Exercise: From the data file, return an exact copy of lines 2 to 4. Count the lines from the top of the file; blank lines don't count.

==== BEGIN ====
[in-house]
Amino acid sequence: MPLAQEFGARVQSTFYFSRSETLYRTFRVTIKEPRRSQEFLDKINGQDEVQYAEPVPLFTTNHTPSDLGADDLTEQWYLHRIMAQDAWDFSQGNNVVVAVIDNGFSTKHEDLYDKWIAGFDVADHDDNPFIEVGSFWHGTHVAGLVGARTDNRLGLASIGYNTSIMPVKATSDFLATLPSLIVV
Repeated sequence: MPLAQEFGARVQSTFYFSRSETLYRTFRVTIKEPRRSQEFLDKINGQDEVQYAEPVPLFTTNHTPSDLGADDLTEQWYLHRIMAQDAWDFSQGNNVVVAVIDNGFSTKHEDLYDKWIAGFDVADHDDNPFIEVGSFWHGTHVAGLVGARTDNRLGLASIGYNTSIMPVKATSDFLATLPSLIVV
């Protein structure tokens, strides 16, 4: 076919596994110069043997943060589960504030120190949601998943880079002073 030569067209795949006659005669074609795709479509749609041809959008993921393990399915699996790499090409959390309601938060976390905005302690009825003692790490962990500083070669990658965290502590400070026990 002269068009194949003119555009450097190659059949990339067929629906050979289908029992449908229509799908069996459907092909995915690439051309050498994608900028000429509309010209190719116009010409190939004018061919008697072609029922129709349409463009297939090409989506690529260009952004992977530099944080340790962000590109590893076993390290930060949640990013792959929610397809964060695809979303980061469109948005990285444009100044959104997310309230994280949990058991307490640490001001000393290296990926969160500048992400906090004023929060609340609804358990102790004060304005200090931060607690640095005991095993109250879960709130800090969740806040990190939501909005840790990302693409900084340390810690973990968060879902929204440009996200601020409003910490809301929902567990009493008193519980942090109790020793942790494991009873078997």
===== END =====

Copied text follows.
Amino acid sequence: MPLAQEFGARVQSTFYFSRSETLYRTFRVTIKEPRRSQEFLDKINGQDEVQYAEPVPLFTTNHTPSDLGADDLTEQWYLHRIMAQDAWDFSQGNNVVVAVIDNGFSTKHEDLYDKWIAGFDVADHDDNPFIEVGSFWHGTHVAGLVGARTDNRLGLASIGYNTSIMPVKATSDFLATLPSLIVV
Repeated sequence: MPLAQEFGARVQSTFYFSRSETLYRTFRVTIKEPRRSQEFLDKINGQDEVQYAEPVPLFTTNHTPSDLGADDLTEQWYLHRIMAQDAWDFSQGNNVVVAVIDNGFSTKHEDLYDKWIAGFDVADHDDNPFIEVGSFWHGTHVAGLVGARTDNRLGLASIGYNTSIMPVKATSDFLATLPSLIVV
């Protein structure tokens, strides 16, 4: 076919596994110069043997943060589960504030120190949601998943880079002073 030569067209795949006659005669074609795709479509749609041809959008993921393990399915699996790499090409959390309601938060976390905005302690009825003692790490962990500083070669990658965290502590400070026990 002269068009194949003119555009450097190659059949990339067929629906050979289908029992449908229509799908069996459907092909995915690439051309050498994608900028000429509309010209190719116009010409190939004018061919008697072609029922129709349409463009297939090409989506690529260009952004992977530099944080340790962000590109590893076993390290930060949640990013792959929610397809964060695809979303980061469109948005990285444009100044959104997310309230994280949990058991307490640490001001000393290296990926969160500048992400906090004023929060609340609804358990102790004060304005200090931060607690640095005991095993109250879960709130800090969740806040990190939501909005840790990302693409900084340390810690973990968060879902929204440009996200601020409003910490809301929902567990009493008193519980942090109790020793942790494991009873078997």